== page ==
Labour seeks support on tightening media takeover rules
Labour is seeking cross-party support to tighten rules on media takeovers in the wake of the controversy over News Corporation's bid for BSkyB.
Shadow culture secretary Ivan Lewis wants a wider public interest test and greater powers for the government to intervene in the process.
The News Corp bid for BSkyB was withdrawn amid claims of phone-hacking at its newspaper News of the World.
A Tory source said the government was already committed to reform.
Public interest test
BBC political correspondent Carole Walker says News Corp's bid to gain full control of the digital broadcaster was controversial even before the phone hacking row scuppered the deal.
The main question for regulators was whether the takeover would leave sufficient plurality in the media market.
Our correspondent says Labour wants a much wider public interest test to be applied from the start of a media takeover process.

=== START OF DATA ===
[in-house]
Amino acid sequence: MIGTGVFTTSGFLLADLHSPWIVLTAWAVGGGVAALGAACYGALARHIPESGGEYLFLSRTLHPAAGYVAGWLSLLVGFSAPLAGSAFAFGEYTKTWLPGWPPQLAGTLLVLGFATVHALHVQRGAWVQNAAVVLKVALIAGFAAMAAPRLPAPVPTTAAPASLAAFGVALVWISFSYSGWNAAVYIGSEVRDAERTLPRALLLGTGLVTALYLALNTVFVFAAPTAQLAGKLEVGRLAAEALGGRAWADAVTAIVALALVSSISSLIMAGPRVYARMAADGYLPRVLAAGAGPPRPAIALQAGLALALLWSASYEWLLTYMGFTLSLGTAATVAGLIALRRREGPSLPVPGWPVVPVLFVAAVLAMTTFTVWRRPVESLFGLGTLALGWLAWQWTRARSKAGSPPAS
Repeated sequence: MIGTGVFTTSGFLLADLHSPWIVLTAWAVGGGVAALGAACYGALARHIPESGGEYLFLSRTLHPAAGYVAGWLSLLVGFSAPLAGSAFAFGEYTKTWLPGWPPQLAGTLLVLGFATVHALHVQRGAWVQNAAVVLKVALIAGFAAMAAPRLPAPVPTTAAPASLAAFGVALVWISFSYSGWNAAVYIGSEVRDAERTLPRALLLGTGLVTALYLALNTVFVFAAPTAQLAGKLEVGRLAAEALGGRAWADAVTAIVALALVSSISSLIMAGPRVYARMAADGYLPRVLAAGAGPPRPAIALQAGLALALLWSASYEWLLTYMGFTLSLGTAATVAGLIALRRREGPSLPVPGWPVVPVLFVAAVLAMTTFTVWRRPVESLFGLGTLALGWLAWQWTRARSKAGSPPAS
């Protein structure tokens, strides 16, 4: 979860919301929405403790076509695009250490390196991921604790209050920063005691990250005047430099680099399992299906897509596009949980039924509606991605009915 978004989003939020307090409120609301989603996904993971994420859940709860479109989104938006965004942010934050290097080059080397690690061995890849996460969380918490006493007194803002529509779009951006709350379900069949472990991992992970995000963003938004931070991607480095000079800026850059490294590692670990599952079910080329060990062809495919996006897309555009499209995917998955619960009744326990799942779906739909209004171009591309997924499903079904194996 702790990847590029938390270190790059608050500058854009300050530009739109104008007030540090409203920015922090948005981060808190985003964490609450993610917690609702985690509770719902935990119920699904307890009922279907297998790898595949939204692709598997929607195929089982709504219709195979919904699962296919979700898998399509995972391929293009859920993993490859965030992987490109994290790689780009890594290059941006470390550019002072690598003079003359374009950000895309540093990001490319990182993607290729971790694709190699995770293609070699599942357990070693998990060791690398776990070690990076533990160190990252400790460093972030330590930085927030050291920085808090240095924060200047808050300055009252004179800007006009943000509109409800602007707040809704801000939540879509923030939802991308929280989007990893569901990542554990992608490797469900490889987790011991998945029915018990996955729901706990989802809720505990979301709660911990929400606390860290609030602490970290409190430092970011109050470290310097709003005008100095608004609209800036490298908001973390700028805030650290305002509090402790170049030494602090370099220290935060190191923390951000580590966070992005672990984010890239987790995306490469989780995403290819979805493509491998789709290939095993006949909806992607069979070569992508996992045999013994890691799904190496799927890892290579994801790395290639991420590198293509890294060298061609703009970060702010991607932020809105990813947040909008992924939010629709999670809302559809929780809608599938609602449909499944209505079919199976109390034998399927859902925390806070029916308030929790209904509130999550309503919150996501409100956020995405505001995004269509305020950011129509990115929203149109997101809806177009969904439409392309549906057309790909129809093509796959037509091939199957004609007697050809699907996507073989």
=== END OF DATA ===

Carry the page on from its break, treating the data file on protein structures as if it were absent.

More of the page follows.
The party is calling for the culture secretary to be given more power to intervene and order regulators to consider whether a bidder is a fit and proper person to run a media company.
The Conservative source said the issue would be considered as part of Lord Leveson's independent inquiry into phone hacking and media practices.
Lord Leveson will make recommendations on media plurality, regulation and cross-media ownership by July 2012.
News Corporation has closed the News of the World but still owns the Sun, the Times, the Sunday Times and 39% of BSkyB.
After the News of the World was shut down, Labour leader Ed Miliband called for new media ownership rules to limit what he described in the Observer as News Corp boss Rupert Murdoch's "dangerous" and "unhealthy" concentration of power.
Deputy Prime Minister Nick Clegg backed Mr Miliband's call. He told the BBC there was a need to "look again in the round at the plurality rules to make sure there is proper plurality in the British press".
Business Secretary Vince Cable has also said there should be "clear" rules on how powerful media groups can be.
Mr Cable was responsible for media ownership rules until he was recorded saying he had "declared war" on Rupert Murdoch in December.